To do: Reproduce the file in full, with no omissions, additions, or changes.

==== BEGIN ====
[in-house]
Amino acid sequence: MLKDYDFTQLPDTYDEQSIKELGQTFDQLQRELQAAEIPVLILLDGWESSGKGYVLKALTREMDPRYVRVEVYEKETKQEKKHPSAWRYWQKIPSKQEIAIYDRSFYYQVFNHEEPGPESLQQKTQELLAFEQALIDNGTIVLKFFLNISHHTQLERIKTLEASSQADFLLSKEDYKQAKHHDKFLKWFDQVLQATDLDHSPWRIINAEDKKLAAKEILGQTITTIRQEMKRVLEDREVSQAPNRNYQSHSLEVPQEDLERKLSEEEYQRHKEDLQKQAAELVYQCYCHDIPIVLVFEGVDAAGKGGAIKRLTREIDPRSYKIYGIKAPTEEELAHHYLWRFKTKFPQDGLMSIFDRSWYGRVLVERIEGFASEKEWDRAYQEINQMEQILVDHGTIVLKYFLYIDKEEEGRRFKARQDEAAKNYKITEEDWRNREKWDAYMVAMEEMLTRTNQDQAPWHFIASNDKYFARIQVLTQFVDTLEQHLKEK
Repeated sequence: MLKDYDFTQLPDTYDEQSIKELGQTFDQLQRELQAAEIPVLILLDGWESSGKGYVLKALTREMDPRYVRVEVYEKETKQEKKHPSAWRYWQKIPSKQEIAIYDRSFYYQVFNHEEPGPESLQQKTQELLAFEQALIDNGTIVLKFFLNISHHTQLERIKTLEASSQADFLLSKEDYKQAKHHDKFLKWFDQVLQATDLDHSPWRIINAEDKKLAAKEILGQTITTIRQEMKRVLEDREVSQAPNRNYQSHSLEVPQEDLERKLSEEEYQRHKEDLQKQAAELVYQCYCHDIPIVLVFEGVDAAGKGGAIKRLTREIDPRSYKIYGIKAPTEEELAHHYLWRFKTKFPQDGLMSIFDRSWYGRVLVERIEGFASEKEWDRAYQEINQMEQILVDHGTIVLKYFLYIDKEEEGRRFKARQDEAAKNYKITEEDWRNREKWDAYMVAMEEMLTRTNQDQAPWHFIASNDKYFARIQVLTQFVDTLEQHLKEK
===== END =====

[in-house]
Amino acid sequence: MLKDYDFTQLPDTYDEQSIKELGQTFDQLQRELQAAEIPVLILLDGWESSGKGYVLKALTREMDPRYVRVEVYEKETKQEKKHPSAWRYWQKIPSKQEIAIYDRSFYYQVFNHEEPGPESLQQKTQELLAFEQALIDNGTIVLKFFLNISHHTQLERIKTLEASSQADFLLSKEDYKQAKHHDKFLKWFDQVLQATDLDHSPWRIINAEDKKLAAKEILGQTITTIRQEMKRVLEDREVSQAPNRNYQSHSLEVPQEDLERKLSEEEYQRHKEDLQKQAAELVYQCYCHDIPIVLVFEGVDAAGKGGAIKRLTREIDPRSYKIYGIKAPTEEELAHHYLWRFKTKFPQDGLMSIFDRSWYGRVLVERIEGFASEKEWDRAYQEINQMEQILVDHGTIVLKYFLYIDKEEEGRRFKARQDEAAKNYKITEEDWRNREKWDAYMVAMEEMLTRTNQDQAPWHFIASNDKYFARIQVLTQFVDTLEQHLKEK
Repeated sequence: MLKDYDFTQLPDTYDEQSIKELGQTFDQLQRELQAAEIPVLILLDGWESSGKGYVLKALTREMDPRYVRVEVYEKETKQEKKHPSAWRYWQKIPSKQEIAIYDRSFYYQVFNHEEPGPESLQQKTQELLAFEQALIDNGTIVLKFFLNISHHTQLERIKTLEASSQADFLLSKEDYKQAKHHDKFLKWFDQVLQATDLDHSPWRIINAEDKKLAAKEILGQTITTIRQEMKRVLEDREVSQAPNRNYQSHSLEVPQEDLERKLSEEEYQRHKEDLQKQAAELVYQCYCHDIPIVLVFEGVDAAGKGGAIKRLTREIDPRSYKIYGIKAPTEEELAHHYLWRFKTKFPQDGLMSIFDRSWYGRVLVERIEGFASEKEWDRAYQEINQMEQILVDHGTIVLKYFLYIDKEEEGRRFKARQDEAAKNYKITEEDWRNREKWDAYMVAMEEMLTRTNQDQAPWHFIASNDKYFARIQVLTQFVDTLEQHLKEK